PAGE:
I've been working with a collaborator to develop a program for giving out bike lights to Latino immigrant cyclists in LA, since we see a heck of a lot of people riding around without lights or apparent familiarity with bike safety. We call it City of Lights, and through donations from Planet Bike and my school, UC Irvine, we've given away around 100 lights this year.
At first we started by having volunteers roam the city and hand out lights to people they passed on the street.
Handing out lights in passing was exhilarating, but we wanted to find a way to make more of a lasting impact on our program participants. We weren't fulfilling one of our main goals: establishing more connections between Latino cyclists and the bike activist community in LA. After a bit of research, we decided to partner with the CARECEN day labor center at the Home Depot near MacArthur Park. Now our program has visited there twice, attaching lights to bikes and chatting with the men who are waiting for work at the center. I can never forget that the men I'm joking with are there by virtue of the fact that they are not working; their presence at our table indicates that they will not be getting paid that day. It's made me think about the goals of our program, and to renew my interest in making City of Lights about more than bike lights. We want to empower some individuals to become advocates for Latino cyclists, offer trainings on bike safety and maintenance, and gain access to more expensive but vital accessories like locks and helmets.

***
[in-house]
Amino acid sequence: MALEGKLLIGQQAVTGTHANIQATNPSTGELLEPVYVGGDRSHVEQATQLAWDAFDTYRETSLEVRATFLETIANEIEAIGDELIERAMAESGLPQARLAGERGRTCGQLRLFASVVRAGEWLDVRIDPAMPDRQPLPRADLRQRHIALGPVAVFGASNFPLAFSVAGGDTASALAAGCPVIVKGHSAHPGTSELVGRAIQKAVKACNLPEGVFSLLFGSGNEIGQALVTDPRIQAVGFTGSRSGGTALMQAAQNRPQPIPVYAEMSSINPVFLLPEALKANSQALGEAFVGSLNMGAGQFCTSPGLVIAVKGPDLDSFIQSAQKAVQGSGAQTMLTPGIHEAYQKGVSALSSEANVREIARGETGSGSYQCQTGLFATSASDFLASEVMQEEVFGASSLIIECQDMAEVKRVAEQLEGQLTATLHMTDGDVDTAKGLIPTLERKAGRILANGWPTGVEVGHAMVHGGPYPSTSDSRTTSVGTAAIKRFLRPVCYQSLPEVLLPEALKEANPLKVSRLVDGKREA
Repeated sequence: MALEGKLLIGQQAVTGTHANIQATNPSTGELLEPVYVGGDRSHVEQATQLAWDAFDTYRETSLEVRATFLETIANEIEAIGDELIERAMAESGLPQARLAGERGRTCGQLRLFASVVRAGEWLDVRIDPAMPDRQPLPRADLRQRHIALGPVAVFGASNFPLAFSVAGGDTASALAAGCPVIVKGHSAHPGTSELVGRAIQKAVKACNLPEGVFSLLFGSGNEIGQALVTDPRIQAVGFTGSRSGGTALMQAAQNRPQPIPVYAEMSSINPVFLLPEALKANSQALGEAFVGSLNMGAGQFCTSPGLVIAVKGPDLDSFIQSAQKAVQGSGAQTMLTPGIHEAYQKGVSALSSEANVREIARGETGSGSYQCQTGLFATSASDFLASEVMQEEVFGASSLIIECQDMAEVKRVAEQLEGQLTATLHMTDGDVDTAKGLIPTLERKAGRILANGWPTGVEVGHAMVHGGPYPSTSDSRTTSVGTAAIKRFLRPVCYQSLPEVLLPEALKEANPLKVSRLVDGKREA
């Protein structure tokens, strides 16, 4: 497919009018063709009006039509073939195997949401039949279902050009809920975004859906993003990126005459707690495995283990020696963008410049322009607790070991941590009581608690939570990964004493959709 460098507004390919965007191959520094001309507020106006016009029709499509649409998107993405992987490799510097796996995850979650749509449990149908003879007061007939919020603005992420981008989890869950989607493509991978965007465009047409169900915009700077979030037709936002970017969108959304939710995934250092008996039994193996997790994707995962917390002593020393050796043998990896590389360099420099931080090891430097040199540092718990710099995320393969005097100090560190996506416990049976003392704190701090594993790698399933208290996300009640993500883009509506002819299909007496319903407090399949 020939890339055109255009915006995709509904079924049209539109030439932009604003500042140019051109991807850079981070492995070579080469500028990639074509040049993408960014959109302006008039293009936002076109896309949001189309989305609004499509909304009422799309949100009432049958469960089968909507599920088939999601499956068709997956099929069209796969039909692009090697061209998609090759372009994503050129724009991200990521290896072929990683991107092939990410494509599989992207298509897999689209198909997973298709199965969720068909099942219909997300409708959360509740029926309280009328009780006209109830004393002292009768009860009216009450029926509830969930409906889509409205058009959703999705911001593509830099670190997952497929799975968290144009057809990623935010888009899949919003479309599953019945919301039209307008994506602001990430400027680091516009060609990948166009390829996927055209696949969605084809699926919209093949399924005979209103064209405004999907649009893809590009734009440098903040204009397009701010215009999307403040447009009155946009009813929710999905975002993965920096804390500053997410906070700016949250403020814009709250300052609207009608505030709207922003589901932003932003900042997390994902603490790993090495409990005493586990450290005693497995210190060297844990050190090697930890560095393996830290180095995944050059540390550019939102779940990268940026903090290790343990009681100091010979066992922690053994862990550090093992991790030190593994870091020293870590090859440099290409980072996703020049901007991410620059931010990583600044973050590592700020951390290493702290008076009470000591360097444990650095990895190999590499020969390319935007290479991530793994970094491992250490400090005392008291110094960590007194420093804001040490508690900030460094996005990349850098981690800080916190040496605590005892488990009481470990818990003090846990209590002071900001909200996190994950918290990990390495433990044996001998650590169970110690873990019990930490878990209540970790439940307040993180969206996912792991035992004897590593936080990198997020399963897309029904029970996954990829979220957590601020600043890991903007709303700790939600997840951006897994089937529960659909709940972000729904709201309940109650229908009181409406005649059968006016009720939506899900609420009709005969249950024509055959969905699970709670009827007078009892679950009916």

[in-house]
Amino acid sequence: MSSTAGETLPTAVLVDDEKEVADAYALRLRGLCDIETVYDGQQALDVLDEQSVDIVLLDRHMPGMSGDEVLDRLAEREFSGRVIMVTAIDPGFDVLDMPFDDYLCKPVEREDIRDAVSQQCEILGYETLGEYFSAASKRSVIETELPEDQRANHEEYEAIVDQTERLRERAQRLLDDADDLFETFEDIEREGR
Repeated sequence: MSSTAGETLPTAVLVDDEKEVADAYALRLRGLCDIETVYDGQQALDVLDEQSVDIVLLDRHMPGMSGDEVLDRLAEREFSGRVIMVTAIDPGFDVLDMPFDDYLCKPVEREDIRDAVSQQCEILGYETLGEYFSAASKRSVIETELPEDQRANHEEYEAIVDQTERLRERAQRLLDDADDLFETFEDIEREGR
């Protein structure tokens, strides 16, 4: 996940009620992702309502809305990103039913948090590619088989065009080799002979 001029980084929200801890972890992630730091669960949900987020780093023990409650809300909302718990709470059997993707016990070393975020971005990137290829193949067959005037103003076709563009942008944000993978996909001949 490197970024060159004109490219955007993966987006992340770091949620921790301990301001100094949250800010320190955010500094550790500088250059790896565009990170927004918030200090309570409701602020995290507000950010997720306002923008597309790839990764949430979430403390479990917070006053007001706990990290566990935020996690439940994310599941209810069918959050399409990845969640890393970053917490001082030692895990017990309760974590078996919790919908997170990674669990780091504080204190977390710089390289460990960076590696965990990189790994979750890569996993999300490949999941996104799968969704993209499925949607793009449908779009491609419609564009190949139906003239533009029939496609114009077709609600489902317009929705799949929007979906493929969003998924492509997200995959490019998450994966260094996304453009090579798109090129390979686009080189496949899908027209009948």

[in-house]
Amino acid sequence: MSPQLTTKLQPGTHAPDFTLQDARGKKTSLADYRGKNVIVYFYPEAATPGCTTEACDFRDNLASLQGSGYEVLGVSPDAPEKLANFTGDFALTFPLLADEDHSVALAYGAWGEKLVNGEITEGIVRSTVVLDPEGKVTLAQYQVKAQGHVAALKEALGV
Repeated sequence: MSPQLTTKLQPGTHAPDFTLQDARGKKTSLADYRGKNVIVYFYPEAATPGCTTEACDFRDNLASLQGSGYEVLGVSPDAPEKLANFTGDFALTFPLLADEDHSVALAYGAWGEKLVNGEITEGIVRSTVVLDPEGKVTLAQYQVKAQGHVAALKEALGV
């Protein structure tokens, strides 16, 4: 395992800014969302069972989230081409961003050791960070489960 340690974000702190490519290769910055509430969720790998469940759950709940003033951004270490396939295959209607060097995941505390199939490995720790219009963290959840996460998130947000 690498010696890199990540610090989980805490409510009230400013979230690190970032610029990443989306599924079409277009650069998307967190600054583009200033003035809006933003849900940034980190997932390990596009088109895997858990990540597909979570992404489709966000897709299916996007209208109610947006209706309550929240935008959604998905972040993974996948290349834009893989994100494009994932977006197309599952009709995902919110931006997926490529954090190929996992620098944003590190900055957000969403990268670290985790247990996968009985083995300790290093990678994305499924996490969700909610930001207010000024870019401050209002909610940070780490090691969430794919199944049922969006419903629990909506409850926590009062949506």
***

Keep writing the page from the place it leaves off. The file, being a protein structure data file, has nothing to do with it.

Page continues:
I'm certainly familiar with the historic emphasis on labor as the best site to impact people's disempowerment within societal power structures, but I really believe that our work as bike activists can have a transformative effect as well. We are encouraging our program participants to reflect on their experiences as bicyclists. Not sure what will develop.